When someone approaches me who appears to be looking for money, or I am walking past someone panhandling, I will look at them briefly to acknowledge their existence (but not so long that it is perceived as staring), say "sorry", or "sorry, can't help today" as they make their pitch, and then keep walking at a steady pace but not too fast and move on. In your case since you were seated, I would have looked at him, waited for his spiel, said "sorry, can't help today" if it indeed was a solicitation for money, and then said something along the lines of having to go back to work and would have moved on.

Also, when sitting in public in a city, especially holding a phone, you should try to maintain at least peripheral awareness of your surroundings and if someone may be approaching, if only because sometimes people snatch phones, especially if you happen to have an iphone.

This works a lot of the time (sorry is a helpful word to have handy), though sometimes you just run into angry people wanting to spew their anger at whoever is handy, unfortunately. (As a petite woman, I am sometimes seen as an easy target in that regard.)
posted by gudrun at 8:26 PM on July 17 [3 favorites]


What you should have done immediately after he left is call the police. That's what they're there for - to provide public safety. You were threatened with deadly violence ("split skulls") - that's actually a crime (making terroristic threats). You owe it not only to yourself, but to society at large - this person might very well attack someone else. He committed a crime. He needs to pay for the crime he committed - or alternatively get the help that he needs, should that be the case. Ignoring the problem, glad that you weren't a victim this time (well, you were actually a victim of terroristic threats), merely allows the next person to be attacked. We're all in it together, as a society. Therefore for the sake of others, and even the perpetrator himself (should he need help), in such circumstances you should report it ASAP, as soon as it is safe to do so.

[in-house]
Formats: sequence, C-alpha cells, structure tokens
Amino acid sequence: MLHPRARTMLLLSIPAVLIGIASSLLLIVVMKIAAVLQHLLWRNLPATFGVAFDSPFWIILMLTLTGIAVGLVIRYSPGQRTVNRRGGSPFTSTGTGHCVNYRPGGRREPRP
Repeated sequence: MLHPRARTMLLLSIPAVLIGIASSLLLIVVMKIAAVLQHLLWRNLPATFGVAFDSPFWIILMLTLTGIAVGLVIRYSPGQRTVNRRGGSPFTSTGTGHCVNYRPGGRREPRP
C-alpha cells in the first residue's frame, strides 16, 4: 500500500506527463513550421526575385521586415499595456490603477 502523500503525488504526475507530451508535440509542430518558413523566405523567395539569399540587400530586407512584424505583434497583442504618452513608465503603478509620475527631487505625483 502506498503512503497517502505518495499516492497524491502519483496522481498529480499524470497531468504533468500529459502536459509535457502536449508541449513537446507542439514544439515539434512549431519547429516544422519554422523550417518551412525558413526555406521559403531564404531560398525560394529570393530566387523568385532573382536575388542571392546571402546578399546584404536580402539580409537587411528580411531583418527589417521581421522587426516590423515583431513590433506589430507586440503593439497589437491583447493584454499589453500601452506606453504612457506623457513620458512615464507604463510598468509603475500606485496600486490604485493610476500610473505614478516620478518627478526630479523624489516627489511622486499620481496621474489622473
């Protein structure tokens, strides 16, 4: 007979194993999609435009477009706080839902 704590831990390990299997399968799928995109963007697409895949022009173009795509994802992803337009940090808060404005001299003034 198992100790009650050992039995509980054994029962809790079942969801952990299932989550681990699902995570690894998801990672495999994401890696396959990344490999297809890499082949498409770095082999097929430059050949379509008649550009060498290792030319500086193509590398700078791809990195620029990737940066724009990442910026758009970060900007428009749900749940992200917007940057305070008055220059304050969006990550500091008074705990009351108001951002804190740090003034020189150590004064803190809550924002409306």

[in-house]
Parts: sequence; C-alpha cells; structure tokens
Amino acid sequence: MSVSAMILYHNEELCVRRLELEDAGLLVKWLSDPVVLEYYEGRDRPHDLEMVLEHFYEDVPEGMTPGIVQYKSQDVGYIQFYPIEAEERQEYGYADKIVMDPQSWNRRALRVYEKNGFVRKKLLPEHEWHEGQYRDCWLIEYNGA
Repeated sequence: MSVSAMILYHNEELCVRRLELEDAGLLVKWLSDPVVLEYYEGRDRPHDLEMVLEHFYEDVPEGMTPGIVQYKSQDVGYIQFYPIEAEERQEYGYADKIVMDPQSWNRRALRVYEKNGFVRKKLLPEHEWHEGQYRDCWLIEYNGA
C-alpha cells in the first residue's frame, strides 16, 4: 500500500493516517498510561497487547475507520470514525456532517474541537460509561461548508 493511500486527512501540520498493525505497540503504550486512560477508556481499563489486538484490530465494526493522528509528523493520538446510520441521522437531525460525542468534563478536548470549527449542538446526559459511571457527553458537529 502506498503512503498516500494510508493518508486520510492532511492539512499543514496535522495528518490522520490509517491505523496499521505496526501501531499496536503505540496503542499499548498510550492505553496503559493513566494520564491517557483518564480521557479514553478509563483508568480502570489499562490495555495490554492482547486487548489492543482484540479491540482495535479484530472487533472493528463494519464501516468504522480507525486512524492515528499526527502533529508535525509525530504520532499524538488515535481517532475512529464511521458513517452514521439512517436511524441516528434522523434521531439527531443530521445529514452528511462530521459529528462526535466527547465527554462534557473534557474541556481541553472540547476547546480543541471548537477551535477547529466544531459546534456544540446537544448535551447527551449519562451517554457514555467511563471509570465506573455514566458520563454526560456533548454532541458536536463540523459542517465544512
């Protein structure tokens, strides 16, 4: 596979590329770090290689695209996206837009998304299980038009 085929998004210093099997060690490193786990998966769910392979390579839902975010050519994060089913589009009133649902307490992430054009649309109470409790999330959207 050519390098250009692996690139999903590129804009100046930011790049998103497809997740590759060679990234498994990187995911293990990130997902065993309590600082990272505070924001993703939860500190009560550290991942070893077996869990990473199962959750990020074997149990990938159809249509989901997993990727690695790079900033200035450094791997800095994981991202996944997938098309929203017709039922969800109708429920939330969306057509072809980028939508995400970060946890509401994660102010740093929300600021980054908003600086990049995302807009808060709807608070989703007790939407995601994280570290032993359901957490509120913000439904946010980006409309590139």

posted by VikingSword at 9:48 PM on July 17 [4 favorites]


First let me say: OP, you clearly did nothing to deserve the attack. But -- although this attack wasn't personal, you fell into a moment -- race and class intersect in the US in particular ways, and they're doing something particular, right now, in your city. It wasn't a random event, exactly. If you want to use race to think through the event, or about how you relate to and negotiate the reality and space you share, I think that's a reasonable response (and probably a fair analysis). It is also reasonable to want to forget this sometimes to get through your day.

(And it's of course also reasonable to be freaked out by the threat of attack on your person (if not on you), and to see that as a separate thing.)
posted by cotton dress sock at 9:50 PM on July 17 [1 favorite]


You are assuming that this was a racial incident. I don't think that's necessarily true. He could just be an angry guy with a big chip on his shoulder, or he might have some kind of mental illness. These types of things happen all the time. You just happened to be the person he crossed paths with. Tomorrow it will be someone else. Try not to let it bother you.
posted by Dansaman at 10:22 PM on July 17 [1 favorite]


[A few comments removed. Reminder: Ask Metafilter is for helping the OP with their question, not for chatting, debating or arguing with other commenters. Thanks.]
posted by taz at 3:16 AM on July 18


Gosh that IS scary. I'm going to say that sometimes you do get accosted in public by the mentally ill. What he told you MAY have been true, or it could be just a mess of misfiring synapses.

I wouldn't take it amiss, insofar as there's something about YOU. Who knows why mentally ill people do what they do.

As for owing people your attention, you flat out don't. You have a right to sit on a park bench and look at your phone unmolested, if that's what you want to do. If the guy was panhandling, then it's on him to keep moving if he senses that you're not interested. If the guy was just hassling you because in his mixed-up world he sees you as emblamatic of the source of his problems, there's not a lot you can do.

When being accosted by a violent-appearing, mentally ill person, the best thing to do is to keep calm, say nothing and pray that he goes away. I might have filed a police report, only because that guy's right to panhandle, or whatever he was doing, ends when he starts threatening people. But that's me.